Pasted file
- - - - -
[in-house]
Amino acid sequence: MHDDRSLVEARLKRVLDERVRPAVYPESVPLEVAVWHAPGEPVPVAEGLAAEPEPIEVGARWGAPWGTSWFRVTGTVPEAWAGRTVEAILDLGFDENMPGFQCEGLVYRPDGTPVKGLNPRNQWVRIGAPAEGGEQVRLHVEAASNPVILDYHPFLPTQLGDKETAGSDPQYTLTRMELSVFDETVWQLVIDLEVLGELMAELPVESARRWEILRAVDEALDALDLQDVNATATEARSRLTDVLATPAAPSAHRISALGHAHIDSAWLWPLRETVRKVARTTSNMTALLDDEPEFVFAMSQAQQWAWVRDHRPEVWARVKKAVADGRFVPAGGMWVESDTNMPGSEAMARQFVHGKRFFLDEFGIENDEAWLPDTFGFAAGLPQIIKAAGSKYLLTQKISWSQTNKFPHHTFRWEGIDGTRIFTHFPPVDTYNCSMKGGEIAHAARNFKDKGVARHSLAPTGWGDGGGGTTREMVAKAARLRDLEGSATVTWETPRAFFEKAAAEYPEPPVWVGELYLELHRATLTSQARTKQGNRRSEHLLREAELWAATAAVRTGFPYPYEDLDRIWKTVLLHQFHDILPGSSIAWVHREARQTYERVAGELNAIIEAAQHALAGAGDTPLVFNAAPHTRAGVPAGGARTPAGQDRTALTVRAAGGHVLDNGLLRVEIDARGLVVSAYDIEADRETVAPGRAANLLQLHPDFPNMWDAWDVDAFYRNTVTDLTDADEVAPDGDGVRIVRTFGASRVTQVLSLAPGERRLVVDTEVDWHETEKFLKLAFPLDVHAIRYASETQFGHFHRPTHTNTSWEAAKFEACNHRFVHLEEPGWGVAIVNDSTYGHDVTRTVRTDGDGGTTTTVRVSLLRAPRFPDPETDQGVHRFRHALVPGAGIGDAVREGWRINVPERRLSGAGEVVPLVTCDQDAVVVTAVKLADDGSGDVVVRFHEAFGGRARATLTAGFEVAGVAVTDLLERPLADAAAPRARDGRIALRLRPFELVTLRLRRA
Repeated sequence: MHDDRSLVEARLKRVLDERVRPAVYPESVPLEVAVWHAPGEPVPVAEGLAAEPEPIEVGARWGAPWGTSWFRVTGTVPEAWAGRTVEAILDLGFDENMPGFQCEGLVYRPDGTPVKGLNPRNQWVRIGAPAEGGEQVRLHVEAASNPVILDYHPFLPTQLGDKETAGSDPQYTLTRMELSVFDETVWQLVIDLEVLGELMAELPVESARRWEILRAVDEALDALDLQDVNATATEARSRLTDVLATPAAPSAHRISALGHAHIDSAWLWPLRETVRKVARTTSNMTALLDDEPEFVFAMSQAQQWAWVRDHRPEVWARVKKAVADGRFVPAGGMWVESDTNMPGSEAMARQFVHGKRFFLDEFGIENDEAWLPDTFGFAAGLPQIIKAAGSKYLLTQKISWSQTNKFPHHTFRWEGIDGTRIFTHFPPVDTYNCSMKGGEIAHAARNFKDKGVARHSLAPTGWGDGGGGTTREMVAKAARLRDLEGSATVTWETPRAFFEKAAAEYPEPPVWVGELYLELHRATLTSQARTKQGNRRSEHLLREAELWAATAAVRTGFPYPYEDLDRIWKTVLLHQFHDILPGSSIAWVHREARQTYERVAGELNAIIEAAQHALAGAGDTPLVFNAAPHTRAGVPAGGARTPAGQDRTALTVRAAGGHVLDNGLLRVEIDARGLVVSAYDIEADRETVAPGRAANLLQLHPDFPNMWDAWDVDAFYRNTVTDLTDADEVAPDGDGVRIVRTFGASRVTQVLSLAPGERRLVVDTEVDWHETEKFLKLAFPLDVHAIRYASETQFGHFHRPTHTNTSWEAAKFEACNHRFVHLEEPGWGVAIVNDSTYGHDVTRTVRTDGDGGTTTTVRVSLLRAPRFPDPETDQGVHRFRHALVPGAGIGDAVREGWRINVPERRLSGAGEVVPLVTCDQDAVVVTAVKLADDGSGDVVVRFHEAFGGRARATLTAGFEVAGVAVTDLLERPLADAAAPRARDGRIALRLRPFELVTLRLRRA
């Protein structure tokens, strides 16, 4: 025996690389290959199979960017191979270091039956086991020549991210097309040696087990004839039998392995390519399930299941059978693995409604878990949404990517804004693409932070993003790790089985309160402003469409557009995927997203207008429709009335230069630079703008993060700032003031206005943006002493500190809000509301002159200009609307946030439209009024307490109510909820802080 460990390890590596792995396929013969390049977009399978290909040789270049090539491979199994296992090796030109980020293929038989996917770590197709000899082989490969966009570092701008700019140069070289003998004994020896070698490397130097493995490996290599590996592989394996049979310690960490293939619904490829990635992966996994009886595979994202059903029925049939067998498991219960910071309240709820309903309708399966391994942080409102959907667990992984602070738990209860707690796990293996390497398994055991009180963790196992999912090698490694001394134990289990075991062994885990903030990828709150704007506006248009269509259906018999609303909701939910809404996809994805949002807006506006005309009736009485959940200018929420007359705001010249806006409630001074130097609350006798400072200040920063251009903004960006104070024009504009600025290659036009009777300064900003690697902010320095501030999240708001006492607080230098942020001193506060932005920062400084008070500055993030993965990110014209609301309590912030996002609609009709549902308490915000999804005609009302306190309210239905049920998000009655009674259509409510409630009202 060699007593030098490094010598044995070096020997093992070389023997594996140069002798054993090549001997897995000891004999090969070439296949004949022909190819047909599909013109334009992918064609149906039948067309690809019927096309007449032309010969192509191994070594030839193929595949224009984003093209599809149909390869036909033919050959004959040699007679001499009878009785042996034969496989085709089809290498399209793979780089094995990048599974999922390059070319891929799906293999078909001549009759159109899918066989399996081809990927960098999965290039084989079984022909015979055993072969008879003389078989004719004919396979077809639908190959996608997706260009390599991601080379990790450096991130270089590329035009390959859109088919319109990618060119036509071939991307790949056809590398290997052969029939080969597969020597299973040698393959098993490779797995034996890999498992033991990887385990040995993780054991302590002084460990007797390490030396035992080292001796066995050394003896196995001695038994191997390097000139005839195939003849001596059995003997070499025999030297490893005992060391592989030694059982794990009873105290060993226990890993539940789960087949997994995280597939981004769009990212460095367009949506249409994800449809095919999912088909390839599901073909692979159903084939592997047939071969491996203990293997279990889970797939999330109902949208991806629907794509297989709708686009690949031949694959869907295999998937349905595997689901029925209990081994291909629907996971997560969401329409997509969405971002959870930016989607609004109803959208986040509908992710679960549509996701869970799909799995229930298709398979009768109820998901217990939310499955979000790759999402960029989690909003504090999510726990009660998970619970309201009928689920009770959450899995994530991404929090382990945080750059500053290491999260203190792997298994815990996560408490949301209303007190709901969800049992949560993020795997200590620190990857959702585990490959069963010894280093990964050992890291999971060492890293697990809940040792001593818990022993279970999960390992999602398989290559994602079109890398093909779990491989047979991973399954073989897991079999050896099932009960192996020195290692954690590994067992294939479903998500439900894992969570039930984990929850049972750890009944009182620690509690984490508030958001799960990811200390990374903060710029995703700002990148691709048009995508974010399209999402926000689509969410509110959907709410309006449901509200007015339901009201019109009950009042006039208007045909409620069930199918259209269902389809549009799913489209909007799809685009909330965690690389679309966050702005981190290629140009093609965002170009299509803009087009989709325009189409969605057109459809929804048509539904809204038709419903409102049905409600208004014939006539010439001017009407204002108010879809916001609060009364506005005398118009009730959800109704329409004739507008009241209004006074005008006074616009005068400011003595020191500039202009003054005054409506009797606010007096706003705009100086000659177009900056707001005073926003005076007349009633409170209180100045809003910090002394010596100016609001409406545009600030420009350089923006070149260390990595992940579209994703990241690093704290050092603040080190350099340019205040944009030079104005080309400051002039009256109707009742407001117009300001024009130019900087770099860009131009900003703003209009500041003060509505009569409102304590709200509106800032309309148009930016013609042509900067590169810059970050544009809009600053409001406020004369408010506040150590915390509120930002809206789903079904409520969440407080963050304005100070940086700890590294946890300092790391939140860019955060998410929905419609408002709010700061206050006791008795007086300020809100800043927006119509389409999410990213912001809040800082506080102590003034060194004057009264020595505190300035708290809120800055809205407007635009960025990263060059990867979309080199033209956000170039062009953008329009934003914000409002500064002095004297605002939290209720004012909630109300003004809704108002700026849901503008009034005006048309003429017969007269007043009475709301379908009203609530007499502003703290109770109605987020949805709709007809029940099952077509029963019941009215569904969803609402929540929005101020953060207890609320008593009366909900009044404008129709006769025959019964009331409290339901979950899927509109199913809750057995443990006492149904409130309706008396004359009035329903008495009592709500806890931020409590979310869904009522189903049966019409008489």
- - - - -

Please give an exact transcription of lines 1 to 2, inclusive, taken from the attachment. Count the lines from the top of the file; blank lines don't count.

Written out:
[in-house]
Amino acid sequence: MHDDRSLVEARLKRVLDERVRPAVYPESVPLEVAVWHAPGEPVPVAEGLAAEPEPIEVGARWGAPWGTSWFRVTGTVPEAWAGRTVEAILDLGFDENMPGFQCEGLVYRPDGTPVKGLNPRNQWVRIGAPAEGGEQVRLHVEAASNPVILDYHPFLPTQLGDKETAGSDPQYTLTRMELSVFDETVWQLVIDLEVLGELMAELPVESARRWEILRAVDEALDALDLQDVNATATEARSRLTDVLATPAAPSAHRISALGHAHIDSAWLWPLRETVRKVARTTSNMTALLDDEPEFVFAMSQAQQWAWVRDHRPEVWARVKKAVADGRFVPAGGMWVESDTNMPGSEAMARQFVHGKRFFLDEFGIENDEAWLPDTFGFAAGLPQIIKAAGSKYLLTQKISWSQTNKFPHHTFRWEGIDGTRIFTHFPPVDTYNCSMKGGEIAHAARNFKDKGVARHSLAPTGWGDGGGGTTREMVAKAARLRDLEGSATVTWETPRAFFEKAAAEYPEPPVWVGELYLELHRATLTSQARTKQGNRRSEHLLREAELWAATAAVRTGFPYPYEDLDRIWKTVLLHQFHDILPGSSIAWVHREARQTYERVAGELNAIIEAAQHALAGAGDTPLVFNAAPHTRAGVPAGGARTPAGQDRTALTVRAAGGHVLDNGLLRVEIDARGLVVSAYDIEADRETVAPGRAANLLQLHPDFPNMWDAWDVDAFYRNTVTDLTDADEVAPDGDGVRIVRTFGASRVTQVLSLAPGERRLVVDTEVDWHETEKFLKLAFPLDVHAIRYASETQFGHFHRPTHTNTSWEAAKFEACNHRFVHLEEPGWGVAIVNDSTYGHDVTRTVRTDGDGGTTTTVRVSLLRAPRFPDPETDQGVHRFRHALVPGAGIGDAVREGWRINVPERRLSGAGEVVPLVTCDQDAVVVTAVKLADDGSGDVVVRFHEAFGGRARATLTAGFEVAGVAVTDLLERPLADAAAPRARDGRIALRLRPFELVTLRLRRA